Reboots are for hardware: challenges and solutions to updating an operating system on the fly Baumann, Andrew en_US Appavoo, Jonathan en_US Wisniewski, Robert en_US Da Silva, Dilma en_US Krieger, Orran en_US Heiser, Gernot en_US 2021-11-25T13:32:15Z 2021-11-25T13:32:15Z 2007 en_US
dc.description.abstract Patches to modern operating systems, including bug fixes and security updates, and the reboots and downtime they require, cause tremendous problems for system users and administrators. Dynamic update allows an operating system to be patched without the need for a reboot or other service interruption. We have taken the approach of building dynamic update functionality directly into an existing operating system, K42. To determine the applicability of our update system, and to investigate the changes that are made to OS code, we analysed K42’s revision history. The analysis showed that our original system could only support half of the desired changes to K42. The main problem preventing more changes from being converted to dynamic updates was our system’s inability to update interfaces. Other studies, as well as our own investigations, have shown that change to interfaces is also prevalent in systems such as Linux. Thus, it is apparent that a dynamic update mechanism needs to handle interface changes to be widely applicable. In this paper, we describe how to support interface changes in a modular dynamic update system. With this improvement, approximately 79% of past performance and bug fix changes to K42 could be converted to dynamic updates, and we expect the proportion would be even higher if the fixes were being developed for dynamic update. Measurements of our system show that the runtime overhead is very low, and the time to apply updates is acceptable. This paper makes the following contributions. We present a mechanism to handle interface changes for dynamic updates to an operating system. For performance sensitive updates, we show how to apply changes lazily. We discuss lessons learned, including how an operating system can be structured to better support dynamic update. We also describe how our approach extends to other systems such as Linux, that although structured modularly, are not strictly object-oriented like K42. en_US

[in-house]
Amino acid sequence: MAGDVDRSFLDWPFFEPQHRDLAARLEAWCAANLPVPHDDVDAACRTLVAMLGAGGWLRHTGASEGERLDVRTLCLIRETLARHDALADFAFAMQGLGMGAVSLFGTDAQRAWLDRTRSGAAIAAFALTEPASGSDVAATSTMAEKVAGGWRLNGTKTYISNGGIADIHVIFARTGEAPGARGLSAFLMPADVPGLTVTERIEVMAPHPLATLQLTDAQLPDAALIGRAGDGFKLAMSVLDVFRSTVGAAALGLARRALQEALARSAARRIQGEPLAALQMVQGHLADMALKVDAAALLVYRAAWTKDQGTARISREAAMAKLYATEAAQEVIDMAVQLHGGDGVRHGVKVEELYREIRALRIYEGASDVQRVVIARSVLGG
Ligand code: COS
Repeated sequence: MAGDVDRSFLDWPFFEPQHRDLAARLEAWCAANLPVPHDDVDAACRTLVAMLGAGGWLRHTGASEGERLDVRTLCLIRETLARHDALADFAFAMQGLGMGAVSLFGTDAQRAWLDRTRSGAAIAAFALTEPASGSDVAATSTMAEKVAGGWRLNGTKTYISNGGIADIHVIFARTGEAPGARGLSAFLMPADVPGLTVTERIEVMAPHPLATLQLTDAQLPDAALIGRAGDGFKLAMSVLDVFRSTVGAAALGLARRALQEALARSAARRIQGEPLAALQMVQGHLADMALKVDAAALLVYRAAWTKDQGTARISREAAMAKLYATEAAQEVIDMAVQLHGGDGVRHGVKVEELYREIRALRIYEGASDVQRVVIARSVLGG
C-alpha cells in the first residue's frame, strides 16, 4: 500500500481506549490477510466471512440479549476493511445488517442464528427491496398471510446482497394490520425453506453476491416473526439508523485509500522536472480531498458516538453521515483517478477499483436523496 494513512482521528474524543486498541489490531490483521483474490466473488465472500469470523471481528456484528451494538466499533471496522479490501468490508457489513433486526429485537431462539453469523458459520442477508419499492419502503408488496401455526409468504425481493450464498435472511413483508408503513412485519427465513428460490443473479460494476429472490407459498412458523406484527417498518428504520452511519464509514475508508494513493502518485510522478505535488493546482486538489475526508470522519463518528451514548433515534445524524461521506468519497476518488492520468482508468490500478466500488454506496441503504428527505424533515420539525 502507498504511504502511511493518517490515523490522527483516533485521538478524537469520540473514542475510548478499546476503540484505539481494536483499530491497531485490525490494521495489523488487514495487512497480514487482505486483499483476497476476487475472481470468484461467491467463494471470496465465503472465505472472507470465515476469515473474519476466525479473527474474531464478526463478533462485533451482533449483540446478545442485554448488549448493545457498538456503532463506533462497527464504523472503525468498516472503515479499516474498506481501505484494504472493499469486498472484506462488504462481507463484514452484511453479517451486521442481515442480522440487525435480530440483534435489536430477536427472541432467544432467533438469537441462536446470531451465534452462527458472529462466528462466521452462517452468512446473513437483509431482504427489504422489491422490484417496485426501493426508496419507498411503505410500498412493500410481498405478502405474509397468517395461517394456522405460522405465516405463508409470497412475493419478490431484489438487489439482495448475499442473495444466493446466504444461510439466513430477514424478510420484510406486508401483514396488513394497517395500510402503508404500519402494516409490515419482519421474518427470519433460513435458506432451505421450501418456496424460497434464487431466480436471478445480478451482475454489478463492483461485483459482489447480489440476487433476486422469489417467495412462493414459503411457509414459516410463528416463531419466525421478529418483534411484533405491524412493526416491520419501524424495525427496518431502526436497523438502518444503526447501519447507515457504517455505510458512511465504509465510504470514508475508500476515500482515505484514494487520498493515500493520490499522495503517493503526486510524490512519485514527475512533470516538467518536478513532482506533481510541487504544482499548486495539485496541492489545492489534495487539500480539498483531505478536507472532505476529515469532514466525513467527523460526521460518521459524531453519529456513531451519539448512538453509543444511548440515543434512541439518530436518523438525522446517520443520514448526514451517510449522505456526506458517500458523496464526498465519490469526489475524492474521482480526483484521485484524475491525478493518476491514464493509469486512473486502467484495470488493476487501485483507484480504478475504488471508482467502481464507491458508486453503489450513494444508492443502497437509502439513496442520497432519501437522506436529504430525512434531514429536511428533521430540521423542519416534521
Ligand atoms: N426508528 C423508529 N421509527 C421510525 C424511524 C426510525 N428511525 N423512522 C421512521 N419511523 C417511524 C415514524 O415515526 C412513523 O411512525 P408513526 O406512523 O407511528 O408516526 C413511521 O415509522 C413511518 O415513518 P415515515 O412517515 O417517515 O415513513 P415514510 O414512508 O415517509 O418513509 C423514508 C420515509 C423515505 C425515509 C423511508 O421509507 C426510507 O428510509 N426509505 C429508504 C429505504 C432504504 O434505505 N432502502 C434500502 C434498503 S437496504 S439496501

dc.description.uri en_US
dc.identifier.isbn 1931971536 en_US
dc.language English
dc.language.iso EN en_US
dc.publisher USENIX association en_US
dc.rights CC BY-NC-ND 3.0 en_US
dc.rights.uri en_US
dc.source Legacy MARC en_US
dc.title Reboots are for hardware: challenges and solutions to updating an operating system on the fly en_US
dc.type Conference Paper en
dcterms.accessRights open access
dspace.entity.type Publication en_US
unsw.description.publisherStatement Original publication by the USENIX Association. en_US
unsw.identifier.doi CA, USA en_US
unsw.relation.faculty Engineering
unsw.relation.ispartofconferenceLocation Santa Clara,USA en_US
unsw.relation.ispartofconferenceName 2007 USENIX annual technical conference en_US
unsw.relation.ispartofconferenceProceedingsTitle 2007 USENIX annual technical conference, Proceedings en_US
unsw.relation.ispartofconferenceYear 2007 en_US
unsw.relation.ispartofpagefrompageto 337-350 en_US
unsw.relation.originalPublicationAffiliation Baumann, Andrew, Computer Science & Engineering, Faculty of Engineering, UNSW en_US
unsw.relation.originalPublicationAffiliation Appavoo, Jonathan en_US
unsw.relation.originalPublicationAffiliation Wisniewski, Robert en_US
unsw.relation.originalPublicationAffiliation Da Silva, Dilma en_US
unsw.relation.originalPublicationAffiliation Krieger, Orran en_US
unsw.relation.originalPublicationAffiliation Heiser, Gernot, Computer Science & Engineering, Faculty of Engineering, UNSW en_US School of Computer Science and Engineering *
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